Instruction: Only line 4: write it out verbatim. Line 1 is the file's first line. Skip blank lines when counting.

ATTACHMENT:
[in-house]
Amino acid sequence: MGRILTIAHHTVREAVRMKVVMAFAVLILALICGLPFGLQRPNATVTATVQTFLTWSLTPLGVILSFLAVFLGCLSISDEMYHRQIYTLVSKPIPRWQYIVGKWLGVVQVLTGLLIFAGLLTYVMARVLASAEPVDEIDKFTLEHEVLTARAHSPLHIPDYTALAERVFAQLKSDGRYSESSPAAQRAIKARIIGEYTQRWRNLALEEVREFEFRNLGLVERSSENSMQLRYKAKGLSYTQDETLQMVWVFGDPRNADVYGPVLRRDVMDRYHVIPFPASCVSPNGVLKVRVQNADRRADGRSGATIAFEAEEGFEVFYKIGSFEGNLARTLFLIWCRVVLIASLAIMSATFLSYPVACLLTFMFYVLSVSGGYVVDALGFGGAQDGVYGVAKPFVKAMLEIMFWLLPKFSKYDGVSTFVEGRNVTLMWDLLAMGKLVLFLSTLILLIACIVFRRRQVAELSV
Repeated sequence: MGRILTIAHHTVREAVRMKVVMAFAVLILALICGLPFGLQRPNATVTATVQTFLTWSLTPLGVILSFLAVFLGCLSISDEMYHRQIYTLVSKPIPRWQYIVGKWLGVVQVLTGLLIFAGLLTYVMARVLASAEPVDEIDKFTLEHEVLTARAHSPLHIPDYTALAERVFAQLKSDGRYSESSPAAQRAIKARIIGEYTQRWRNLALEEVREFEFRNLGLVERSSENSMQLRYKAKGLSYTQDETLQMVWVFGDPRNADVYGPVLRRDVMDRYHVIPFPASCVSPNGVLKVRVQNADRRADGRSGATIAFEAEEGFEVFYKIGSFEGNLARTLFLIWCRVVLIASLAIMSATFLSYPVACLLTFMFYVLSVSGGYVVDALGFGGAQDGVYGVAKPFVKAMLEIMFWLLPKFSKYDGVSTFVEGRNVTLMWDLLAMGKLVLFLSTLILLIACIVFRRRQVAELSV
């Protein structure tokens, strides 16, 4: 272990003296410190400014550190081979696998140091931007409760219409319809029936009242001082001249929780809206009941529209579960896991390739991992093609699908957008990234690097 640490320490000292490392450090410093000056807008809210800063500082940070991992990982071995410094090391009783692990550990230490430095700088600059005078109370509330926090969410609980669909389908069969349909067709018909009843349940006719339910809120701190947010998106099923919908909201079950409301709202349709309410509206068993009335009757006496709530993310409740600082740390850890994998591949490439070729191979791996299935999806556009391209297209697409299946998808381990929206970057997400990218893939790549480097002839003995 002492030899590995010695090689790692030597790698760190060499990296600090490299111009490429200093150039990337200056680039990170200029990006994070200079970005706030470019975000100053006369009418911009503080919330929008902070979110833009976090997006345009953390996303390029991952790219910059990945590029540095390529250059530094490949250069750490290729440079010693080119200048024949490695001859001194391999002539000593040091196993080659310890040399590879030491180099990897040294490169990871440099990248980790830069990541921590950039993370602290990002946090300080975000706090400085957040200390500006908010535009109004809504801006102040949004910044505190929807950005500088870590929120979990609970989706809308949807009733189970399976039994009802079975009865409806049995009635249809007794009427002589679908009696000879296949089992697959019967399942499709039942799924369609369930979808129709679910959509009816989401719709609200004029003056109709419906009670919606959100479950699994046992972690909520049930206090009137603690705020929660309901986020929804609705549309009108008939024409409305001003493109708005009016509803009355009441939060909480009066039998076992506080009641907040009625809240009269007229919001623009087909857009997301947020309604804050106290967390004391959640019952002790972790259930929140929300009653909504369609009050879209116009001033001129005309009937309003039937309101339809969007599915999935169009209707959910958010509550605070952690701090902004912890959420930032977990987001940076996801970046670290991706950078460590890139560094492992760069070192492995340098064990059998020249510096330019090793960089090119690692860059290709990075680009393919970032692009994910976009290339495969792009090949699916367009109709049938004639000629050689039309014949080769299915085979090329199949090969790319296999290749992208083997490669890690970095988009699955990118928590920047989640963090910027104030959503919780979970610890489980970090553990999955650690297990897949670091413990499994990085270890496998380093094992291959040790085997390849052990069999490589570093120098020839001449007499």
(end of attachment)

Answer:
């Protein structure tokens, strides 16, 4: 272990003296410190400014550190081979696998140091931007409760219409319809029936009242001082001249929780809206009941529209579960896991390739991992093609699908957008990234690097 640490320490000292490392450090410093000056807008809210800063500082940070991992990982071995410094090391009783692990550990230490430095700088600059005078109370509330926090969410609980669909389908069969349909067709018909009843349940006719339910809120701190947010998106099923919908909201079950409301709202349709309410509206068993009335009757006496709530993310409740600082740390850890994998591949490439070729191979791996299935999806556009391209297209697409299946998808381990929206970057997400990218893939790549480097002839003995 002492030899590995010695090689790692030597790698760190060499990296600090490299111009490429200093150039990337200056680039990170200029990006994070200079970005706030470019975000100053006369009418911009503080919330929008902070979110833009976090997006345009953390996303390029991952790219910059990945590029540095390529250059530094490949250069750490290729440079010693080119200048024949490695001859001194391999002539000593040091196993080659310890040399590879030491180099990897040294490169990871440099990248980790830069990541921590950039993370602290990002946090300080975000706090400085957040200390500006908010535009109004809504801006102040949004910044505190929807950005500088870590929120979990609970989706809308949807009733189970399976039994009802079975009865409806049995009635249809007794009427002589679908009696000879296949089992697959019967399942499709039942799924369609369930979808129709679910959509009816989401719709609200004029003056109709419906009670919606959100479950699994046992972690909520049930206090009137603690705020929660309901986020929804609705549309009108008939024409409305001003493109708005009016509803009355009441939060909480009066039998076992506080009641907040009625809240009269007229919001623009087909857009997301947020309604804050106290967390004391959640019952002790972790259930929140929300009653909504369609009050879209116009001033001129005309009937309003039937309101339809969007599915999935169009209707959910958010509550605070952690701090902004912890959420930032977990987001940076996801970046670290991706950078460590890139560094492992760069070192492995340098064990059998020249510096330019090793960089090119690692860059290709990075680009393919970032692009994910976009290339495969792009090949699916367009109709049938004639000629050689039309014949080769299915085979090329199949090969790319296999290749992208083997490669890690970095988009699955990118928590920047989640963090910027104030959503919780979970610890489980970090553990999955650690297990897949670091413990499994990085270890496998380093094992291959040790085997390849052990069999490589570093120098020839001449007499």